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D.C. nightlife mogul Marc Barnes put a lot of effort into his aging, circa-2001 dance club’s recent makeover.

The Northeast entrepreneur spent about $650,000 on new carpeting, flooring, and furnishings, plus another $100,000 on lighting and audio/visual upgrades. He also hired a local public-relations agency, Stanton Communications, to help him trumpet the club’s relaunch—and its new identity.

In a move worthy of pop-music impresario and occasional club patron Sean “Puff Daddy” Combs (aka “P. Diddy,” and now, just “Diddy”), Barnes announced that he was renaming his popular Okie Street NE nightspot. No longer would the four-level, 52,000-square-foot megaclub go by its original, ubiquitous title, Dream. As of Aug. 25, call it Love.

At a recent grand-opening party, Barnes told reporters that by pulling the ol’ trade-name switcheroo, he hopes to “cause a stir” throughout the local club scene.

But one thing that Barnes isn’t about to shake up is his club’s proven formula for drawing distinctive crowds. His adoption of a more affectionate moniker doesn’t coincide with a more inclusive marketing strategy. In that way, at least, Love is the same ol’ Dream: Same nightly formats. Same specialized promoters. Same ethnic divide.

“I didn’t even know it had changed,” said Jack, a 29-year-old Chantilly, Va., clubber, who learned of the venue’s altered handle only upon arriving there around midnight on Sept. 5 and seeing the letters

L-O-V-E all lit up on an 8-foot-tall neon sign facing New York Avenue.

Jack, who refused to give his last name, didn’t really care what Barnes calls it. He was more concerned with the club’s demographics.

Winding up at Barnes’ place wasn’t the first choice for Jack, a self-described member of the Asian set, and his three-member crew, which included two other Asians and a Latino from Pittsburgh. The foursome originally planned to spend the last night of their long Labor Day holiday weekend clubbing at competing Northeast venue Fur, located less than a mile away. But when they got there, they found the crowd a bit “too urban” for their liking. The group gathered outside Love, by comparison, seemed “more diverse,” Jack said. If only slightly—the difference being S&T, a lone scrawny, white-skinned patron standing amid an otherwise entirely African-American queue. Jack viewed the racial makeup with a sense of caution and pondered an exit strategy. “Can we walk out with you?” he asked.

Despite their minority status, Jack & Co. each paid the $20 cover charge and were allowed entry, though once inside, they primarily kept to themselves.

If they had wanted to avoid the socially awkward situation of clubbing outside their ethnic grouping, they should’ve come to Love the night before. That’s when clubbers of their own kind converge each week.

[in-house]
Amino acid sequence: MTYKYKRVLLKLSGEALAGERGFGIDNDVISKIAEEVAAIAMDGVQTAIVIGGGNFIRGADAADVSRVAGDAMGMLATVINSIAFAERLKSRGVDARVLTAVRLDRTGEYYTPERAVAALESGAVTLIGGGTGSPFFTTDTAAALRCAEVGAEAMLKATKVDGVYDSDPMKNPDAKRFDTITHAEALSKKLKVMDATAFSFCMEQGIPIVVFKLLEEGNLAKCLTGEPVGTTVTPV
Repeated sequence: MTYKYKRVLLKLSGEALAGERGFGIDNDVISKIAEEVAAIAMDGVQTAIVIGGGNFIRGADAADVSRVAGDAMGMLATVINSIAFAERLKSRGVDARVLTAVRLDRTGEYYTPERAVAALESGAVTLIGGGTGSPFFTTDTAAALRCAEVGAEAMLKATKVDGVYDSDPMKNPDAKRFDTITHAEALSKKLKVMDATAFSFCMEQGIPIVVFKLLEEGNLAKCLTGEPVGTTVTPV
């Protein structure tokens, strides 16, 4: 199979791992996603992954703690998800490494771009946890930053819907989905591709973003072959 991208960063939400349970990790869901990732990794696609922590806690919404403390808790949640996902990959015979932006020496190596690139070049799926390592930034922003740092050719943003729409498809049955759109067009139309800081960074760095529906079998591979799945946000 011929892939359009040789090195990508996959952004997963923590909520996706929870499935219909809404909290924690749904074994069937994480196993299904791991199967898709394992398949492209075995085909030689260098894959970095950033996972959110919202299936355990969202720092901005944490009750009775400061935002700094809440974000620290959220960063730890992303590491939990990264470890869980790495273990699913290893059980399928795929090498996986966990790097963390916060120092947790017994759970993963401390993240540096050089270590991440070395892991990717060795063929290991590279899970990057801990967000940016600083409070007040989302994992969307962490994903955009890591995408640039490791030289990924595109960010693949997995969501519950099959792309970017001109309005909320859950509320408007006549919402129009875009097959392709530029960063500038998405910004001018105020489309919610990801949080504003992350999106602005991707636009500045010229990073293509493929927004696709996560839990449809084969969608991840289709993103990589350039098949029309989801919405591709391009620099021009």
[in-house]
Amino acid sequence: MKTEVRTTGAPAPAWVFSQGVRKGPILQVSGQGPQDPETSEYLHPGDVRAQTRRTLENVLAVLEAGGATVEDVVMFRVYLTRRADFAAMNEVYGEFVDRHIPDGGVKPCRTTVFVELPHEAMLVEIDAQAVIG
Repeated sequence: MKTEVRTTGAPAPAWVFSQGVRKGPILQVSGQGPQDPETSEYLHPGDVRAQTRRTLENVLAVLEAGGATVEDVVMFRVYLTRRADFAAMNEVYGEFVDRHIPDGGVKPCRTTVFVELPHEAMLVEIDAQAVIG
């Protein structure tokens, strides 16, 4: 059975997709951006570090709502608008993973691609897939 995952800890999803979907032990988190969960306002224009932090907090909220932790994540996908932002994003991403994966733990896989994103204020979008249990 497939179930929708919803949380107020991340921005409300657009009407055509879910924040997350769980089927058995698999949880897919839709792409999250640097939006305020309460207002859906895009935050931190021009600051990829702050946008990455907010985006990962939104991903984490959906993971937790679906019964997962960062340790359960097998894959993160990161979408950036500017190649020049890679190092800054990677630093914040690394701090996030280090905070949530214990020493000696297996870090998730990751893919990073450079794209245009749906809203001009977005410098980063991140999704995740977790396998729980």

In the parlance of local nightlifers, there are basically two categories of D.C. dance-club-goers: “urban” and “international.”

Dream—er, Love—caters to both. But on different nights. On Fridays, it’s urban night, hosted by Barnes and his promotional protégé, Taz Wube. Thursdays and Saturdays, meanwhile, are international nights, hosted by Barnes’ cross-cultural associate Masoud Aboughaddareh.

What separates the two groupings isn’t so much varying musical preferences. Hiphop largely dominates all three nights. The most visible difference is race. Fridays attract an overwhelmingly black turnout. Thursdays and Saturdays draw whites and everybody else. It’s been that way since the club first opened. And it’s not gonna change—no matter what benevolent title Barnes comes up with.

“We’re not segregated. We’re not saying it’s only for African-Americans,” Love marketing director Gloria Nauden says of the club’s Friday-night party.

Calling it “the nation’s largest urban night event,” though, clearly sets the tone. The promotional terminology, scenesters say, is obvious.

“Everybody knows what that means,” says promoter Rashad

“Ra-Ra” Jenkins, whose IDC Group markets its Friday-night parties at Avenue nightclub in Shaw to the same demographic as Barnes: “predominantly African-American,” he explains, “but you would also have Ethiopians, Somalians, Nigerians. You also get the reggae crowd, from Jamaican descent.”

And just like Love, Avenue switches formats the next night to “International Saturdays.” “You’ll get more whites there, more Europeans, a light Asian following. You’ll get the Latin Americans, the Puerto Ricans,” says Jenkins. “No matter how far along we get in the future, it’s still segregated,” he adds. “They just mask it under different things.” #—Chris Shott


If you are: black, African-America, or other African; or Jamaica

If your brand loyalty is: Cristal, Hennessy, Ciroc, or Heineken

If you favorite dance music (besides hiphop) is: R&B or reggae

If your radio is tuned to: 93.9 WKYS-FM,’DC’s #1 Station for Hip Hop and R&B”

If you enjoy celebrity appearances by: pop stars Ludacris and Alicia Keys, Redskins running back Clinton Portis, or D.C. Councilmember Vincent Orange


Please proceed to: Andalu (Mondays), Zebra Lounge (Tuesdays,) 1223 or K Street Lounge (Wednesdays), Pearl or Home (Thursdays), Love or Avenue (Fridays), H20 (Saturdays), Platinum (Sundays).

If you are: white, Asian, Middle Eastern, Latino, or Pacific Islander

If your brand loyalty is: Red Bull, Grey Goose, or Corona

If you favorite dance music (besides hiphop) is: house, trance, or Latin rhythms

If your radio is tuned to: 99.5 WIHT-FM,’Washington’s #1 Hit Music Station”

If you enjoy celebrity appearances by: Playboy’s Kristin Jackson, Wedding Crashers co-star Camille Anderson, or Danny and Melinda from MTV’s Real World


Please proceed to: Chi-Cha Lounge (Mondays), Andalu (Tuesdays,) Modern or Eyebar (Wednesdays), 1223/Spank or Dragonfly (Thursdays), H20 (Fridays), Love or Fur (Saturdays), Ozio (anytime).

Got something for Show & Tell? Send tips to show@washcp.com. Or call (202) 332-2100, x455.